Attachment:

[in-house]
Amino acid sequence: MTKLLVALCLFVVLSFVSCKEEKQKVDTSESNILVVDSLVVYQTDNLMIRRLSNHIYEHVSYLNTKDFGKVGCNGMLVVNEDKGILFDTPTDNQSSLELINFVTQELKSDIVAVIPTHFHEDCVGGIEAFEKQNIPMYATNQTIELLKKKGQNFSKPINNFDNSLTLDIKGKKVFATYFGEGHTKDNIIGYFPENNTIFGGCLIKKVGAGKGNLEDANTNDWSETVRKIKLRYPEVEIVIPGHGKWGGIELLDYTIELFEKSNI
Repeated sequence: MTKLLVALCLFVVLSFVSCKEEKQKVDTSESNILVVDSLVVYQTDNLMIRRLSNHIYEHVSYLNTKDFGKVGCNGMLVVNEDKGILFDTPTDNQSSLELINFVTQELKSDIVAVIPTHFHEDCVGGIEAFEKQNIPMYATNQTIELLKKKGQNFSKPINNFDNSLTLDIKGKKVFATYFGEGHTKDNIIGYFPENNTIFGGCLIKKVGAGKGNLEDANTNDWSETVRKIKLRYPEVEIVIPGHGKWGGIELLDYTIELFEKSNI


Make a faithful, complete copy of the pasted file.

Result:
[in-house]
Amino acid sequence: MTKLLVALCLFVVLSFVSCKEEKQKVDTSESNILVVDSLVVYQTDNLMIRRLSNHIYEHVSYLNTKDFGKVGCNGMLVVNEDKGILFDTPTDNQSSLELINFVTQELKSDIVAVIPTHFHEDCVGGIEAFEKQNIPMYATNQTIELLKKKGQNFSKPINNFDNSLTLDIKGKKVFATYFGEGHTKDNIIGYFPENNTIFGGCLIKKVGAGKGNLEDANTNDWSETVRKIKLRYPEVEIVIPGHGKWGGIELLDYTIELFEKSNI
Repeated sequence: MTKLLVALCLFVVLSFVSCKEEKQKVDTSESNILVVDSLVVYQTDNLMIRRLSNHIYEHVSYLNTKDFGKVGCNGMLVVNEDKGILFDTPTDNQSSLELINFVTQELKSDIVAVIPTHFHEDCVGGIEAFEKQNIPMYATNQTIELLKKKGQNFSKPINNFDNSLTLDIKGKKVFATYFGEGHTKDNIIGYFPENNTIFGGCLIKKVGAGKGNLEDANTNDWSETVRKIKLRYPEVEIVIPGHGKWGGIELLDYTIELFEKSNI